Combining activism, theatre, and the word vagina, V-Day McGill – the chapter of the international organization whose main aim is to fight gender-based violence – is mounting their annual production of the Vagina Monologues for the tenth year running. V-Day McGill was founded in late 2002 by Queer McGill, and has since collected over $130,000 for V-Day, and for Montreal anti-violence organizations.
While V-Day’s uninhibited use of the word vagina succeeds in capturing many people’s attention, it also distracts from the real cause that exists behind the show. The comedic yet provocative Vagina Monologues is being performed this weekend to celebrate female sexuality in all its complexity and cast, crew, and members are as excited and dedicated to their cause as ever.
In 1996 a little known yet provocatively titled piece, the Vagina Monologues, first made an appearance in New York City at the Off-Broadway Westside Theatre. Created by Eve Ensler, the production was comprised of a number of monologues performed by several different women, on topics varying from love, masturbation, and orgasm, to mutilation and rape. The pieces explored many of the taboo topics that surround the feminine ‘mystique’, and the vagina in particular. Ensler compiled the pieces from over 200 interviews with women of varying backgrounds on their memories and life experiences. Today, the pieces are celebrated worldwide, each year raising money, criticism, and awareness for the issues they deal with.
Inspired by the Vagina Monologues, V-Day was created in 1998. It is a global movement founded by Ensler to fight violence against women and girls, in all its forms. V-Day’s work can now be seen in countries worldwide, with campaigns as far reaching as the Congo, and outreach work in the form of scholarships, theatre performances, and education programs.
In an interview with The Daily, Claire Hughes – who directs V-Day McGill’s production of Vagina Monologues – described how she has seen V-Day become more positively received since she started her involvement with the group five years ago. She was first drawn to V-Day McGill as a way to pursue her love of theatre and feminism, when the movement was still considered, as Hughes puts it, “fringy.” Although she has seen acceptance grow over the years, she still recognizes that many people are holding on to some of the same stereotypes that have been pervasive in the past. “Because a lot of people have certain associations with gender-based violence, when they think about it they see one particular kind of face, and don’t understand that it’s all over the world and happens in so many different contexts – social, political, economic – it really crosses all barriers,” she explained.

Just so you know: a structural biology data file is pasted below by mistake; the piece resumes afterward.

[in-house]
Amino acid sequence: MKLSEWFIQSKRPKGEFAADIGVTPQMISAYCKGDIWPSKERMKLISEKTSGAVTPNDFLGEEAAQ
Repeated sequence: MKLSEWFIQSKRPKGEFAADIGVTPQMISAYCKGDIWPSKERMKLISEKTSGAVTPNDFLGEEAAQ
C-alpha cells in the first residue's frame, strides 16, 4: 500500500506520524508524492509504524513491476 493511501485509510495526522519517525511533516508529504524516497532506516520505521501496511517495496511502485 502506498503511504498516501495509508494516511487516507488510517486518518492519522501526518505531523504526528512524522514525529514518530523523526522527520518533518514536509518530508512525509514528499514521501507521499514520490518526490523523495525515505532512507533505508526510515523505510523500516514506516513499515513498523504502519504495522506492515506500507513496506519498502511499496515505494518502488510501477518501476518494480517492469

Although many are skeptical at first, it seems that all it takes is some knowledge about the cause for understanding to grow. CEGEP student Tamara Sevunts, who stars in this year’s Vagina Monologues, said that when she first tells others what she is involved in, “a lot of people seem embarrassed, but as soon as they get to know more about the show they get really excited.”
Sevunts also reflected on how being a part of the V-Day movement has affected her. “It’s cheesy, but it’s helped me to open up. Since we’ve had workshops on gender-based violence, it’s sensitized me to those issues. I was aware that they were happening, but I never knew what an impact they had.”
She explained that despite her not being an official member of V-Day McGill, she was welcomed into the Vagina Monologues cast with open arms. After all, this was Ensler’s intention – to promote acceptance and activism for everyone and anyone.
This year, V-Day McGill is donating the proceeds of the production to three charities – Head and Hands, the Native Women’s Shelter of Montreal, and Shield of Athena.
V-Day’s slogan –“V stands for Victory, Valentine, and Vagina” – explains the cause behind the words. Take a night to be provoked, entertained and deeply moved, and perhaps discover what “V” means for you.
The Vagina Monologues is being shown this Thursday, February 10 to Saturday, February 12 at 7 p.m. in Leacock 132.